Will the Journal Be Pleased by Sewell Chan’s Departure From the Times ‘Metro’ Section?

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Sewell Chan.Photo: Friendster.com

For the past few months, The Wall Street Journal has been marshaling staff and resources for its fledgling New York bureau. Editor John Seeley and hiring manager Deborah Brewster have been interviewing all over town, and have already hired some reporters who are set to start later this very month. While originally reported to launch in April, it looks like the bureau will begin reporting its own stories by February. Its goal is to compete with the Times on its own turf: the news, politics, and culture of New York City (and State!). Starting with a reported staff of twelve and a budget of $15 million, obviously that's a tall order. But news today that Sewell Chan, one of the Times "Metro" section's powerhouses, is transferring to a Washington beat, has got to have at least some people at the Journal smiling.

"Really, I am at a loss — at a loss to try and calculate Metro’s loss," wrote section chief Joe Sexton in a memo to staffers today. "It is great for him. It is wonderful and exciting for this paper ... But it still leaves me at a loss." He went on to describe Chan, who helped found the paper's popular and prolific City Room blog in 2007 and continued to oversee it ever since, thusly:


City Room, sometimes called a blog, was and is, of course, way more than that. And Sewell, its creator and conscience and beating heart from Day 1, was no less than all of that.

Sewell was brave, relentless, generous, mercilessly competitive, religiously careful, wholeheartedly committed. He was a pioneer, a trailblazer, an evangelist, a warrior, a mentor, a student. And always, utterly, a Timesman.

He’s left me nonplussed before. At one of those many moments, I sought out [Times Executive Editor Bill] Keller (he really is good at these kinds of memos), and he found some words to capture what Sewell is, and what he has been so central in creating.

It's amazing how quickly Sewell has become the gold standard for a particular, extremely valuable kind of Times journalist. Editors who want a beat covered with industry and inventiveness will wish aloud that they had "a Sewell." Anyone planning to launch a new venture, especially a Web journalism venture, sets out to find "someone like Sewell." You hear things like that all the time. And I don't think the key to it is that Sewell is comfortable with the new medium (though he is). I think his journalistic qualities are timeless. Sewell is one of the very few people I've interviewed for a job who was emphatic about wanting to do beat coverage. At a time when it seemed everybody was in thrall to "long form narrative," yearning to do large, important but unspecific projects, Sewell understood the thrill of mastering a subject, developing sources, breaking stories and generally acquiring go-to-the-bank authority. What seems to drive him — more than the glory of page-one bylines or the satisfaction of literary writing — is a wide, insatiable curiosity. That, combined with a canny instinct for a story and (really important) the sheer infectiousness of this passion for news, which draws others into the project, is why City Room works so well.”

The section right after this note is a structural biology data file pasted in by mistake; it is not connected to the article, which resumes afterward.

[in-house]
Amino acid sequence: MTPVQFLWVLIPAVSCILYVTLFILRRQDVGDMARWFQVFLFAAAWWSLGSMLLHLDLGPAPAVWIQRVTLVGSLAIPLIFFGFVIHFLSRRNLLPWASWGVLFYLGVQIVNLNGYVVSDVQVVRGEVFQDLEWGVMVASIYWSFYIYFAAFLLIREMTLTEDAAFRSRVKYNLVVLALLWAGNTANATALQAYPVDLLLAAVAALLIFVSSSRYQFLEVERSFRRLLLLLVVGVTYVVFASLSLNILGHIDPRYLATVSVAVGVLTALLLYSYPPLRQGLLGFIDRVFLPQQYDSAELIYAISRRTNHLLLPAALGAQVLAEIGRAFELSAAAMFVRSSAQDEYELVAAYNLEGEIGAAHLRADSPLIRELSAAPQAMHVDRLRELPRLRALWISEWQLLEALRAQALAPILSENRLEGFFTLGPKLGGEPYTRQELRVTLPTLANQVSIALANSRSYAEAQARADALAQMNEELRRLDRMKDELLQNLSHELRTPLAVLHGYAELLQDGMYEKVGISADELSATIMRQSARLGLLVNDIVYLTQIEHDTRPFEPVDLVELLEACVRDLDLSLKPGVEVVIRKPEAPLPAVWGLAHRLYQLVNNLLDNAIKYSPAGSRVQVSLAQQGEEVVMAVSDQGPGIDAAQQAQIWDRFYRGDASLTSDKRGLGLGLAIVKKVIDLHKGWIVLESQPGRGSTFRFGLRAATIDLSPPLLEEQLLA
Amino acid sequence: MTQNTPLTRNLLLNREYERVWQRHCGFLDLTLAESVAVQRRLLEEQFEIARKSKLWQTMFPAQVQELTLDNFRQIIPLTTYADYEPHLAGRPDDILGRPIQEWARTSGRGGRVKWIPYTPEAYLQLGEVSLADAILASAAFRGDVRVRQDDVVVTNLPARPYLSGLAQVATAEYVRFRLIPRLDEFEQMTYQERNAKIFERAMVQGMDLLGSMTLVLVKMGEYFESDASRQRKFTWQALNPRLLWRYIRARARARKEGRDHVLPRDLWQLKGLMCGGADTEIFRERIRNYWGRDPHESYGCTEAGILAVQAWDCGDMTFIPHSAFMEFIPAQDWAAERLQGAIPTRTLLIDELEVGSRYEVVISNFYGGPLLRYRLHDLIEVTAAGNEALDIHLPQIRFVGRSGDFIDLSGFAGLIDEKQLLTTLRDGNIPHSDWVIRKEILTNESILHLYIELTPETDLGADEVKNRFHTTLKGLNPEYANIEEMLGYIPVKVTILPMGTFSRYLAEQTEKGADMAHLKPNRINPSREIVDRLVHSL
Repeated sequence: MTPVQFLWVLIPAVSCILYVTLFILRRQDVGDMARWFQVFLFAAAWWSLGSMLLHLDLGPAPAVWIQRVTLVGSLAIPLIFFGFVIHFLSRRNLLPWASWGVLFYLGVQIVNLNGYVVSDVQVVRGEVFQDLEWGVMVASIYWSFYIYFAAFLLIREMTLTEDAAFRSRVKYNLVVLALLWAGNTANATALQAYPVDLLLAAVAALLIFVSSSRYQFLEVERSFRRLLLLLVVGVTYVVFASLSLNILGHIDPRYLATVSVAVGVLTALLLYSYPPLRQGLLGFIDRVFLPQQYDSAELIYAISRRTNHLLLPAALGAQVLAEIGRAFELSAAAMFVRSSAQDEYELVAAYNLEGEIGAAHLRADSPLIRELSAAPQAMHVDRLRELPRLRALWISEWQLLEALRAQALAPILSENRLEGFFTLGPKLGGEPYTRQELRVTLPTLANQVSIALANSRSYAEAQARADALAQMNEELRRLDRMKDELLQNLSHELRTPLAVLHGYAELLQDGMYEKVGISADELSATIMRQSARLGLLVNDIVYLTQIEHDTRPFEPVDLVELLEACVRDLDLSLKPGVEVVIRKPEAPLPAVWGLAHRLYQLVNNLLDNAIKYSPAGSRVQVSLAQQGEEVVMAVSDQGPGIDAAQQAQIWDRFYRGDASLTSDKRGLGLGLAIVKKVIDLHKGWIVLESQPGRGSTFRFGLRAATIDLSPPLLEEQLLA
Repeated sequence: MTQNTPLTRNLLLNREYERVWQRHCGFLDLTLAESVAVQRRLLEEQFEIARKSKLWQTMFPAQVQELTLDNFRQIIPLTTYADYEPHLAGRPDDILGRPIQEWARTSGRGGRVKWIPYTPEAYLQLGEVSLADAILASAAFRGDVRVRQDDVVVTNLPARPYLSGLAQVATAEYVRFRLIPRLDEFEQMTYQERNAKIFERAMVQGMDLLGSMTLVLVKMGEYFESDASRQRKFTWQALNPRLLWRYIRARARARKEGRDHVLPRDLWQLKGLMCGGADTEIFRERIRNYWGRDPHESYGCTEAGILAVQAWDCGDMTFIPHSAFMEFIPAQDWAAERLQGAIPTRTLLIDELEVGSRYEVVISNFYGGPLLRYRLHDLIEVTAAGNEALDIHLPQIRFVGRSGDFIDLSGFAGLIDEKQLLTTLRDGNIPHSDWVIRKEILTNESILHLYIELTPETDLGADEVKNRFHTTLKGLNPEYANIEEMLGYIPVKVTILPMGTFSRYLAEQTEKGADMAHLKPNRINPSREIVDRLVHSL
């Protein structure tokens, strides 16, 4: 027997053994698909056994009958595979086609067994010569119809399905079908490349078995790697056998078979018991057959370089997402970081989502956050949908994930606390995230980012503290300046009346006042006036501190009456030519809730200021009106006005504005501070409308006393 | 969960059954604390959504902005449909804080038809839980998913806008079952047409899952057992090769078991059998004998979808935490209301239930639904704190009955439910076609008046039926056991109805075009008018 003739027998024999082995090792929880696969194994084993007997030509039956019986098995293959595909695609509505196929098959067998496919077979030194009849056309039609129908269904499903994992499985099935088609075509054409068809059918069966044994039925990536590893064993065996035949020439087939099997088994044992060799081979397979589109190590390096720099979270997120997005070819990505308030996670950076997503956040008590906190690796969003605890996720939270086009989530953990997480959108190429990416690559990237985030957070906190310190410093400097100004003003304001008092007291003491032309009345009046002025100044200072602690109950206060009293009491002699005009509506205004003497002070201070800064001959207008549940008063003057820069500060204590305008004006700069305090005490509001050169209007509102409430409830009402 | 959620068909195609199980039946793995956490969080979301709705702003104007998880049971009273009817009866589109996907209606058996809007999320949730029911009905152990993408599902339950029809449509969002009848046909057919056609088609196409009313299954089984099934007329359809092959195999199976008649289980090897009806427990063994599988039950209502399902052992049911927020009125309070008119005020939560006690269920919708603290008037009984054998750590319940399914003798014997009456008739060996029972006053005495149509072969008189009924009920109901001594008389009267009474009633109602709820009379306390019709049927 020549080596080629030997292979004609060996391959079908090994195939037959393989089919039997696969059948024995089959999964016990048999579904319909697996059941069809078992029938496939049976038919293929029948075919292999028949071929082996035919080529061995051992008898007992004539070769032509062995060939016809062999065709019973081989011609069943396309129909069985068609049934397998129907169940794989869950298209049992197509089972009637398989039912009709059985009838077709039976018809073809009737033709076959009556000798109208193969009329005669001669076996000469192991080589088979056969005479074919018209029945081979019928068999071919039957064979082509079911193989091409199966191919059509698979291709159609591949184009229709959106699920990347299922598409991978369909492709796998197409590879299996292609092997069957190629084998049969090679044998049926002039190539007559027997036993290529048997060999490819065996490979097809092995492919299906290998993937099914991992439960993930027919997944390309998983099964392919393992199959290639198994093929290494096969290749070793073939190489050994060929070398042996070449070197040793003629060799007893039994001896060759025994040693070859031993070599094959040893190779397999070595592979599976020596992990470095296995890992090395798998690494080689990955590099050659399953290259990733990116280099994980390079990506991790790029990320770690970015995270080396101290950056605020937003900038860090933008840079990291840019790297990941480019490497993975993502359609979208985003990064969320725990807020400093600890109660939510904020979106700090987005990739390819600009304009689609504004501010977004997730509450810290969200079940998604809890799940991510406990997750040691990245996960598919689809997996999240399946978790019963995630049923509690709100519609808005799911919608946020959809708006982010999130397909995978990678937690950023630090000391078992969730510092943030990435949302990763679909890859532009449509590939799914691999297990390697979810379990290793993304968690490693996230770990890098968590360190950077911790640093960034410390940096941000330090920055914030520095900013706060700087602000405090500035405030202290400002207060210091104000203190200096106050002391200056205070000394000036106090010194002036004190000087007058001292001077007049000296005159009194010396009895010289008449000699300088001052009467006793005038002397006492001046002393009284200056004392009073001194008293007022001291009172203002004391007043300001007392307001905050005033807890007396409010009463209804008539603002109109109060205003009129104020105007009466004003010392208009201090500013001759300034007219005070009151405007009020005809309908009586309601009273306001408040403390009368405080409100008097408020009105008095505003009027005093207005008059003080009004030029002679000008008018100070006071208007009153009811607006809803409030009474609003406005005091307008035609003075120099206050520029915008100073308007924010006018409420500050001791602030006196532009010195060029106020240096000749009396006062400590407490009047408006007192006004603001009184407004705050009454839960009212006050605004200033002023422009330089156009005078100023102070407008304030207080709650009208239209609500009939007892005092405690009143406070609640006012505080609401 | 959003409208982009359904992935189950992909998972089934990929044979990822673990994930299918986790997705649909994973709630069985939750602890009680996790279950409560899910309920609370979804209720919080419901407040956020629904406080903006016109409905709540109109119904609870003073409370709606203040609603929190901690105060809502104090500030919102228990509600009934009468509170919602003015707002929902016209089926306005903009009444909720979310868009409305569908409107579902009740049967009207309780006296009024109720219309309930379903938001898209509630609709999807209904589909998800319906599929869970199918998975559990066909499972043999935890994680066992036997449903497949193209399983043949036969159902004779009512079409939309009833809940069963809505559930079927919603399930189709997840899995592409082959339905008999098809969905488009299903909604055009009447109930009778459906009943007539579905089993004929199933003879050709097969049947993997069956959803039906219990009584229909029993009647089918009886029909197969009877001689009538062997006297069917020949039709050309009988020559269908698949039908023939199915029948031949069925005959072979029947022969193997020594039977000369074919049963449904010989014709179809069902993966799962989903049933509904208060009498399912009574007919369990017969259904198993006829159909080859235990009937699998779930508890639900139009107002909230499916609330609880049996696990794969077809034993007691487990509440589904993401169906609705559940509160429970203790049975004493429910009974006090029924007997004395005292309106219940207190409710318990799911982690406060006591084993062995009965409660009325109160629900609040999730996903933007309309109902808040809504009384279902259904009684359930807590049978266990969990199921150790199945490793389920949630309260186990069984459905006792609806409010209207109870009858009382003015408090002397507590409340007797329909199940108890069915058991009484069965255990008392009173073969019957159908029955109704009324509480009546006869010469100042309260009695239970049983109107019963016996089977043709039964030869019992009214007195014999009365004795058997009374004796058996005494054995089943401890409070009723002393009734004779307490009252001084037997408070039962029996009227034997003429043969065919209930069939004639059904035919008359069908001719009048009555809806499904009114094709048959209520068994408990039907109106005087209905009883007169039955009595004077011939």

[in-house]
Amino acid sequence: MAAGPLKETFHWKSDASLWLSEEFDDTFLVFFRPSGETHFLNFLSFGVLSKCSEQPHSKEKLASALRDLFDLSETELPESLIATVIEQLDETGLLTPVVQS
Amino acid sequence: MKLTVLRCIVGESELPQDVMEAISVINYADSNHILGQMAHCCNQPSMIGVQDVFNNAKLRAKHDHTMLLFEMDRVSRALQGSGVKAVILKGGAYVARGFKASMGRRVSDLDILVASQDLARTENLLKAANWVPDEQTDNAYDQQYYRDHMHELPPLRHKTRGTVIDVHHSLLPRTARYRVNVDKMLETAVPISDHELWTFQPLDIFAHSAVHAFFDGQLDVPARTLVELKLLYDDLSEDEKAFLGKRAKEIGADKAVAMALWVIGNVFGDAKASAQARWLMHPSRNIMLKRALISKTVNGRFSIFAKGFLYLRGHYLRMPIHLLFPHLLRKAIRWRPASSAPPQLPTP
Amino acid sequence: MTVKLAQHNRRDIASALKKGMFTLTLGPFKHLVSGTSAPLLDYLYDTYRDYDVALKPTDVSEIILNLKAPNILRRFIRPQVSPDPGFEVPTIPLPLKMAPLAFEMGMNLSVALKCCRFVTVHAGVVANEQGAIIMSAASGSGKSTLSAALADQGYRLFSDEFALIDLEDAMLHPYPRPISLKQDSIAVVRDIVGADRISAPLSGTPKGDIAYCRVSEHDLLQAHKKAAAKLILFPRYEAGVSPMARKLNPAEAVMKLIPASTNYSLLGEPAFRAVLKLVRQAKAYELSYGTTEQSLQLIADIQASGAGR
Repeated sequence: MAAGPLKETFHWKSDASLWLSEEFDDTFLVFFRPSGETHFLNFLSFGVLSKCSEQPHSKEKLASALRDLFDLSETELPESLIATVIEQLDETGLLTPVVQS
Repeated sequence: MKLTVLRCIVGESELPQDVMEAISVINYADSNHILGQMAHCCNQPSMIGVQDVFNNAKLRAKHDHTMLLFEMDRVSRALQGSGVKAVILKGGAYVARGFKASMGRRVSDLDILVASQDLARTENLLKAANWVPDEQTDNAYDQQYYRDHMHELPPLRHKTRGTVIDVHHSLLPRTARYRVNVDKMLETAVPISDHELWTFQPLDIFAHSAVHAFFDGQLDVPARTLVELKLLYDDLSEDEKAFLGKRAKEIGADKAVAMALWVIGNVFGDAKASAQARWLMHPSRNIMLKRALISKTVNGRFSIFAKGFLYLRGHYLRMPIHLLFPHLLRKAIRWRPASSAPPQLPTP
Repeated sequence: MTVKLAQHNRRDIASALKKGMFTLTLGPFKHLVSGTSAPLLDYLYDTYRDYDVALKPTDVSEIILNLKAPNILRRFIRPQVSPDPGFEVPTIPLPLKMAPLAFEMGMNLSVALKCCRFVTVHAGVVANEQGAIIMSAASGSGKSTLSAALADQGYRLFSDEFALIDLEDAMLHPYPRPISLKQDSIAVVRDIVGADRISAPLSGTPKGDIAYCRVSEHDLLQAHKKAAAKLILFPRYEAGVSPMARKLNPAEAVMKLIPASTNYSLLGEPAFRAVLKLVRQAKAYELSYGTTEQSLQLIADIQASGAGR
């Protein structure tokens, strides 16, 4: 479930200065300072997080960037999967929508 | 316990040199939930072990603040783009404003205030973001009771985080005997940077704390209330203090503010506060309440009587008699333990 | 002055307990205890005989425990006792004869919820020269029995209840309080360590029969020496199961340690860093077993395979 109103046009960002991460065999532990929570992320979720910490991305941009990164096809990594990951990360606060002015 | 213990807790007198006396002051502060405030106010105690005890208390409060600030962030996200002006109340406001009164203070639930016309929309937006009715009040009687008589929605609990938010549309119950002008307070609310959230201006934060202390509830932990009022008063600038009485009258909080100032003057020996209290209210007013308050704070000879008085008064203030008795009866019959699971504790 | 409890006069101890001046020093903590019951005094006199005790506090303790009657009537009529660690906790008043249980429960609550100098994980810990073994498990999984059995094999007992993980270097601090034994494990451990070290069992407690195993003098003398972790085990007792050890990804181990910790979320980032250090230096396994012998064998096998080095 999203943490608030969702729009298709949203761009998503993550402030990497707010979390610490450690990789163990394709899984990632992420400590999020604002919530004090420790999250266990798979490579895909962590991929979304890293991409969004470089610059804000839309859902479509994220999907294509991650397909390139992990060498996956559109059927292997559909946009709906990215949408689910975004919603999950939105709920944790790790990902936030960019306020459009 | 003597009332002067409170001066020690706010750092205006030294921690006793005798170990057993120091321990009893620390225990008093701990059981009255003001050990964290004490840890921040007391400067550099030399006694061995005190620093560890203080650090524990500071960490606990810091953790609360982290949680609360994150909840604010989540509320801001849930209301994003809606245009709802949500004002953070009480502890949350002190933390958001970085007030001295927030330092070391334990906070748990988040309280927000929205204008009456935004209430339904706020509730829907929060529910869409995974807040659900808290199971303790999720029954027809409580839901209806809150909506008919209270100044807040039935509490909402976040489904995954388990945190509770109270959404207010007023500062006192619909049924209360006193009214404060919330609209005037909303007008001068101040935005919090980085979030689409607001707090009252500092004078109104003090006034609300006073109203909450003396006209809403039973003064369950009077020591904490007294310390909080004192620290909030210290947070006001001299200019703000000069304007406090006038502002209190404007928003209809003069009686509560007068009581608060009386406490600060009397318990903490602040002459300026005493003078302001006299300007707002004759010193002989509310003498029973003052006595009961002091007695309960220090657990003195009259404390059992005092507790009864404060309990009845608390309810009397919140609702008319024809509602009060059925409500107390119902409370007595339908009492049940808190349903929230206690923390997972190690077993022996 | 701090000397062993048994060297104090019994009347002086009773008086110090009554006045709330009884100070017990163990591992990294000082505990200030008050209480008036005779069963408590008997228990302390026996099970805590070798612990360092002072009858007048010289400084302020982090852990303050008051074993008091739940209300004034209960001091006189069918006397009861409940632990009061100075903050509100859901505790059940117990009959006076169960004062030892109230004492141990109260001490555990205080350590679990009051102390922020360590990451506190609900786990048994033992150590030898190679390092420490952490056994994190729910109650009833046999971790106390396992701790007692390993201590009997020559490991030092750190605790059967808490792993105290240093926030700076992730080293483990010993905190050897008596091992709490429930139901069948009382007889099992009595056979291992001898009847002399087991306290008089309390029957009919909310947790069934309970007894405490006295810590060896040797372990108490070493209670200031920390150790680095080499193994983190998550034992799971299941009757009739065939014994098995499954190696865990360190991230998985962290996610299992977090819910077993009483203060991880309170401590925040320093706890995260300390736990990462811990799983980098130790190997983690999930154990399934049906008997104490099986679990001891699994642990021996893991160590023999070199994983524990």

Pretty high praise, eh? Veteran Journal staffer Nikki Waller, who will be overseeing the online development of their new bureau, has got to be pleased she's not competing with that. "Sewell actually exceeded people's expectations for how long someone could do that," one newsroom staffer said today, noting that his replacement, Andy Newman — who currently runs the Local blog for the paper — will not have much choice about keeping up the pace. "The job sort of demands 24-hour attention. Whoever's going to do it is probably going to have to keep the same metabolism."

Chan's departure comes on the heels of his friend and fellow City Room big-name blogger Jenny 8. Lee last month, but in recent months Lee had not been viewed to be as critical a part of the reporting team. As for whether the Times is yet worrying about their upcoming new rival, reporters say there's not a lot of talk about it in the newsroom. "The Times already has the apparatus to dominate city coverage," said one staffer. "That takes years to build, and the Journal doesn't have any of that."

Changing of the Guard at City Room [City Room/NYT]